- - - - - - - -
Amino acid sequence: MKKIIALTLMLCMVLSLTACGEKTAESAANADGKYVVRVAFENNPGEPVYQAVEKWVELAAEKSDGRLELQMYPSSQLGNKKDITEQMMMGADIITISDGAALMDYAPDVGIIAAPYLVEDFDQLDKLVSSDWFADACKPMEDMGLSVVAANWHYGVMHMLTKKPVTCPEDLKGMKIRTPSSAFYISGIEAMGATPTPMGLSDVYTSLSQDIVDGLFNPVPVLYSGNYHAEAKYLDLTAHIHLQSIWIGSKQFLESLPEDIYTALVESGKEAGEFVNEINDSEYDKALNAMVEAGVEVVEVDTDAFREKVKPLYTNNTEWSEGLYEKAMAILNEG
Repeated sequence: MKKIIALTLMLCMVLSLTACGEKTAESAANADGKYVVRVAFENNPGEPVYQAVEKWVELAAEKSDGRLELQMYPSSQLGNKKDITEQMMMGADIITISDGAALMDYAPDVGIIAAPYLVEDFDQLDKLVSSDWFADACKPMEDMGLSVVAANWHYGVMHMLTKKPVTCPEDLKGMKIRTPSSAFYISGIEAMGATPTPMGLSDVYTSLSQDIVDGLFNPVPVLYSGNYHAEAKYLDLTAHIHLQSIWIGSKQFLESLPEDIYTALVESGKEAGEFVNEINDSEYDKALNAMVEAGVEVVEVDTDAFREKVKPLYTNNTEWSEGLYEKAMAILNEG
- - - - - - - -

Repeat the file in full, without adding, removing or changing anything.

Amino acid sequence: MKKIIALTLMLCMVLSLTACGEKTAESAANADGKYVVRVAFENNPGEPVYQAVEKWVELAAEKSDGRLELQMYPSSQLGNKKDITEQMMMGADIITISDGAALMDYAPDVGIIAAPYLVEDFDQLDKLVSSDWFADACKPMEDMGLSVVAANWHYGVMHMLTKKPVTCPEDLKGMKIRTPSSAFYISGIEAMGATPTPMGLSDVYTSLSQDIVDGLFNPVPVLYSGNYHAEAKYLDLTAHIHLQSIWIGSKQFLESLPEDIYTALVESGKEAGEFVNEINDSEYDKALNAMVEAGVEVVEVDTDAFREKVKPLYTNNTEWSEGLYEKAMAILNEG
Repeated sequence: MKKIIALTLMLCMVLSLTACGEKTAESAANADGKYVVRVAFENNPGEPVYQAVEKWVELAAEKSDGRLELQMYPSSQLGNKKDITEQMMMGADIITISDGAALMDYAPDVGIIAAPYLVEDFDQLDKLVSSDWFADACKPMEDMGLSVVAANWHYGVMHMLTKKPVTCPEDLKGMKIRTPSSAFYISGIEAMGATPTPMGLSDVYTSLSQDIVDGLFNPVPVLYSGNYHAEAKYLDLTAHIHLQSIWIGSKQFLESLPEDIYTALVESGKEAGEFVNEINDSEYDKALNAMVEAGVEVVEVDTDAFREKVKPLYTNNTEWSEGLYEKAMAILNEG